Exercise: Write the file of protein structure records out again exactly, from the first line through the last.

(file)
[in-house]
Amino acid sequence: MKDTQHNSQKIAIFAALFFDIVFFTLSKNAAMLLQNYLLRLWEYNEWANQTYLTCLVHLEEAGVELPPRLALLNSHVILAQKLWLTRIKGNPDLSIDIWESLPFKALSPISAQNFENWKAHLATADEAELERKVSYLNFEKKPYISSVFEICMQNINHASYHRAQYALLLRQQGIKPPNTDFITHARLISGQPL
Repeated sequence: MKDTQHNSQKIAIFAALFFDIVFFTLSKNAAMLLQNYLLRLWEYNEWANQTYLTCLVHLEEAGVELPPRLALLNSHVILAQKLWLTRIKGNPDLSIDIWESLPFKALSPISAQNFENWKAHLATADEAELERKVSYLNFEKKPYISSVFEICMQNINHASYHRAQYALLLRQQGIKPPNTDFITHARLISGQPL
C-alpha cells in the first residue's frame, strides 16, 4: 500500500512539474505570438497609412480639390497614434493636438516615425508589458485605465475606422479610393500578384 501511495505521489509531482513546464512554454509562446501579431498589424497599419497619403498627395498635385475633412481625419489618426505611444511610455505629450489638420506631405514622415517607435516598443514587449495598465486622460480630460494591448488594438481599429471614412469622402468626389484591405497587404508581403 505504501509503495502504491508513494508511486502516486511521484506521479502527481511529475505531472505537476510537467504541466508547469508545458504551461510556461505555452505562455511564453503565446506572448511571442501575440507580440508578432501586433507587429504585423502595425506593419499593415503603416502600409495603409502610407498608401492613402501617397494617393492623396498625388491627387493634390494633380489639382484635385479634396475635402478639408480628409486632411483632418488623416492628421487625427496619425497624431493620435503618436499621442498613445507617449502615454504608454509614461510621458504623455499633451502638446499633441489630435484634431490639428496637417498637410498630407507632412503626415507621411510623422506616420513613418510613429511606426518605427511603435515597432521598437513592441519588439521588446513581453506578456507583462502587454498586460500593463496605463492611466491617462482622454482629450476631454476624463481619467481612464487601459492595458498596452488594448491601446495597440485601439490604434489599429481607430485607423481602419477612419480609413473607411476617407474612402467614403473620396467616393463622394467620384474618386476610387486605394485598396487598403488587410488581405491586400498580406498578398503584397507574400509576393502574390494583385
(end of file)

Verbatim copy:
[in-house]
Amino acid sequence: MKDTQHNSQKIAIFAALFFDIVFFTLSKNAAMLLQNYLLRLWEYNEWANQTYLTCLVHLEEAGVELPPRLALLNSHVILAQKLWLTRIKGNPDLSIDIWESLPFKALSPISAQNFENWKAHLATADEAELERKVSYLNFEKKPYISSVFEICMQNINHASYHRAQYALLLRQQGIKPPNTDFITHARLISGQPL
Repeated sequence: MKDTQHNSQKIAIFAALFFDIVFFTLSKNAAMLLQNYLLRLWEYNEWANQTYLTCLVHLEEAGVELPPRLALLNSHVILAQKLWLTRIKGNPDLSIDIWESLPFKALSPISAQNFENWKAHLATADEAELERKVSYLNFEKKPYISSVFEICMQNINHASYHRAQYALLLRQQGIKPPNTDFITHARLISGQPL
C-alpha cells in the first residue's frame, strides 16, 4: 500500500512539474505570438497609412480639390497614434493636438516615425508589458485605465475606422479610393500578384 501511495505521489509531482513546464512554454509562446501579431498589424497599419497619403498627395498635385475633412481625419489618426505611444511610455505629450489638420506631405514622415517607435516598443514587449495598465486622460480630460494591448488594438481599429471614412469622402468626389484591405497587404508581403 505504501509503495502504491508513494508511486502516486511521484506521479502527481511529475505531472505537476510537467504541466508547469508545458504551461510556461505555452505562455511564453503565446506572448511571442501575440507580440508578432501586433507587429504585423502595425506593419499593415503603416502600409495603409502610407498608401492613402501617397494617393492623396498625388491627387493634390494633380489639382484635385479634396475635402478639408480628409486632411483632418488623416492628421487625427496619425497624431493620435503618436499621442498613445507617449502615454504608454509614461510621458504623455499633451502638446499633441489630435484634431490639428496637417498637410498630407507632412503626415507621411510623422506616420513613418510613429511606426518605427511603435515597432521598437513592441519588439521588446513581453506578456507583462502587454498586460500593463496605463492611466491617462482622454482629450476631454476624463481619467481612464487601459492595458498596452488594448491601446495597440485601439490604434489599429481607430485607423481602419477612419480609413473607411476617407474612402467614403473620396467616393463622394467620384474618386476610387486605394485598396487598403488587410488581405491586400498580406498578398503584397507574400509576393502574390494583385